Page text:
Midnight at the Electric by Jodi Lynn Anderson

Midnight at the Electric

Divided by time. Ignited by a spark.Kansas, 2065. Adri has secured a slot as a Colonist—one of the lucky few handpicked to live on Mars. But weeks before launch, she discovers the journal of a girl who lived in her house over a hundred years ago, and is immediately drawn into the mystery surrounding her fate. While Adri knows she must focus on the mission ahead, she become...

Title:Midnight at the Electric
Author:
Rating:
ISBN:0062393545
Edition Language:English
Format Type:Hardcover
Number of Pages:272 pages

Midnight at the Electric Reviews

  • Laura
    Jun 08, 2017

    I went into this for all the wrong reasons. If you're looking for a multigenerational YA contemporary read, this is for you. If the science fiction elements are the draw for you, you may be disappointed. I wasn't particularly in the mood for this slower sort of read about loss, relationships and friendship. And I'm sure it didn't help that I never felt a connection to the characters.

    Three stories are told tied together by one common character: Galapagos, the tortoise. In 2065, Adri has been sele

    I went into this for all the wrong reasons. If you're looking for a multigenerational YA contemporary read, this is for you. If the science fiction elements are the draw for you, you may be disappointed. I wasn't particularly in the mood for this slower sort of read about loss, relationships and friendship. And I'm sure it didn't help that I never felt a connection to the characters.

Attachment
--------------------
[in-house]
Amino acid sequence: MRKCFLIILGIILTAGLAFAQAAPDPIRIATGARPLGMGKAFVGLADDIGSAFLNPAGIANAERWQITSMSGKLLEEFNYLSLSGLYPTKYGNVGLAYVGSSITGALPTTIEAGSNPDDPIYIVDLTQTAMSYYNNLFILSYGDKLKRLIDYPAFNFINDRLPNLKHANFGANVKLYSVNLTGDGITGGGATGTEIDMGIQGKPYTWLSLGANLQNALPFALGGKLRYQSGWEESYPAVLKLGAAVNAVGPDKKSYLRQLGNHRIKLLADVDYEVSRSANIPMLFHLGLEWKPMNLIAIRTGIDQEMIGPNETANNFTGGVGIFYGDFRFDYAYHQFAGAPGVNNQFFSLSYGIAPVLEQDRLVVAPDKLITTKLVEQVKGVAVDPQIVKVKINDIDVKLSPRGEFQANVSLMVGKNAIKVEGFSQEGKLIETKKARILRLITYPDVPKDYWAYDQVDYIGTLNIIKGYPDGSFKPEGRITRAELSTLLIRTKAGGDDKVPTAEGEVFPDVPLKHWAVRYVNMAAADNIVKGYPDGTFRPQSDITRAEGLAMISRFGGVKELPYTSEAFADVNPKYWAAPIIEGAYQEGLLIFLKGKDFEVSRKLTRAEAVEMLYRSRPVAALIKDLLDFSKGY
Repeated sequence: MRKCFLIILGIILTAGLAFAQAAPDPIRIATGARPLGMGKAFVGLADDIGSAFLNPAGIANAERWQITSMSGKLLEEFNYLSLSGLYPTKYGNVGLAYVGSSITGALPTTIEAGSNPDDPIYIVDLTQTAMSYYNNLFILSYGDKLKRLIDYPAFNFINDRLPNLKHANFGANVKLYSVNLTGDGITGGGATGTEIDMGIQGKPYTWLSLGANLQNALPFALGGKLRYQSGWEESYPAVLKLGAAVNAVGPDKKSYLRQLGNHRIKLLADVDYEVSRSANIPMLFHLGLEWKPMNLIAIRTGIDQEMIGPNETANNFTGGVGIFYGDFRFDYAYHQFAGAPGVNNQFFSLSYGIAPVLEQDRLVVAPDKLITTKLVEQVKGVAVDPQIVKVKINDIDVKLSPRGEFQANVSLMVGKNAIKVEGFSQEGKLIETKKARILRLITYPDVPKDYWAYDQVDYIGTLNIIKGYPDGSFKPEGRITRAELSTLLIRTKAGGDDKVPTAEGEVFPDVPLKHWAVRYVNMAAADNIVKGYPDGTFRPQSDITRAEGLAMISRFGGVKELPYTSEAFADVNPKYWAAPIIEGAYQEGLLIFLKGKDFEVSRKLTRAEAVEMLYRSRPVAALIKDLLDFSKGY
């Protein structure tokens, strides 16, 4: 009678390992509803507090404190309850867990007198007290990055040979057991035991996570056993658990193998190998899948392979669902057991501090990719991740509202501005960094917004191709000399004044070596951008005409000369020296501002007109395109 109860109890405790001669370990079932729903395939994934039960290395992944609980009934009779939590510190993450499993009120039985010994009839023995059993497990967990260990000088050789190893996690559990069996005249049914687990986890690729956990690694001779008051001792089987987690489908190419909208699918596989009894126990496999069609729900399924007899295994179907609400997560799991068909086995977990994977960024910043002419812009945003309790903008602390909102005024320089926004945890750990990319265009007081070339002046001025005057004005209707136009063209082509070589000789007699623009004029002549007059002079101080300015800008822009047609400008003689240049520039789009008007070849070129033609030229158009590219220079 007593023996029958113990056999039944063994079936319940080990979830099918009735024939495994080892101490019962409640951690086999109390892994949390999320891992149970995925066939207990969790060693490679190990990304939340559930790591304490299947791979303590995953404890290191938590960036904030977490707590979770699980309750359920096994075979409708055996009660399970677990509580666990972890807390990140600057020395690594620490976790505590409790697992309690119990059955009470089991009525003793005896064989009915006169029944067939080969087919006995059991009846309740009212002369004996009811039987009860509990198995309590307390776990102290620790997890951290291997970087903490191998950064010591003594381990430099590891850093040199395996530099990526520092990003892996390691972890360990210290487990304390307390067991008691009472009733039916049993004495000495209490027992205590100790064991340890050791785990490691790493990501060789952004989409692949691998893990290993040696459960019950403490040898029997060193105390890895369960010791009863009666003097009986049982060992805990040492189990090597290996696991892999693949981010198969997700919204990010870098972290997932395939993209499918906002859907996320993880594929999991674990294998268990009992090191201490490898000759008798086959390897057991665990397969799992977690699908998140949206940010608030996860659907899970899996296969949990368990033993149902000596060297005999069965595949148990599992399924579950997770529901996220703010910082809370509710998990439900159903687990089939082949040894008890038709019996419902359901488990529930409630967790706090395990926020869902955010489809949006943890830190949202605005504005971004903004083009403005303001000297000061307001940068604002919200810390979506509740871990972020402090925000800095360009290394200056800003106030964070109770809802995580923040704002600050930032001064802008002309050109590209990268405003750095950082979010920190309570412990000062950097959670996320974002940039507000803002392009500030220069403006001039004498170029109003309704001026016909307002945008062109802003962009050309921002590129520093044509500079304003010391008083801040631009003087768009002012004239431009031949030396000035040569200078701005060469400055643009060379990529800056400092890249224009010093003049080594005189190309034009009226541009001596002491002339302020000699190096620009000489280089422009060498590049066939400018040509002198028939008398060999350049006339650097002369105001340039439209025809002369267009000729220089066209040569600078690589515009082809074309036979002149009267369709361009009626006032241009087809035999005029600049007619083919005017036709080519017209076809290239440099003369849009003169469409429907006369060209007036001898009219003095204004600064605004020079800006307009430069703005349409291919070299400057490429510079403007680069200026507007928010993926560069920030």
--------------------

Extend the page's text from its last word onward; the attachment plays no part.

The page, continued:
Three stories are told tied together by one common character: Galapagos, the tortoise. In 2065, Adri has been selected to be one of the colonists living on Mars. She moves to live with a distant cousin in Kansas while she completes her final trainings. Adri discovers the journal of Catherine, a girl living during the Dust Bowl in Oklahoma 1934, and letters from Lenore, an English girl coming to terms with the loss of her brother in World War I (1919).

    While I was fascinated by Adri's storyline because of the destruction of the earth by climate change, the need to put colonists on Mars. It's really all very intriguing how the future is imagined here, though it isn't very expansive. We don't get very much detail on the future of the world, so I wouldn't read the book for only this storyline. We also don't see any of the colonization on Mars.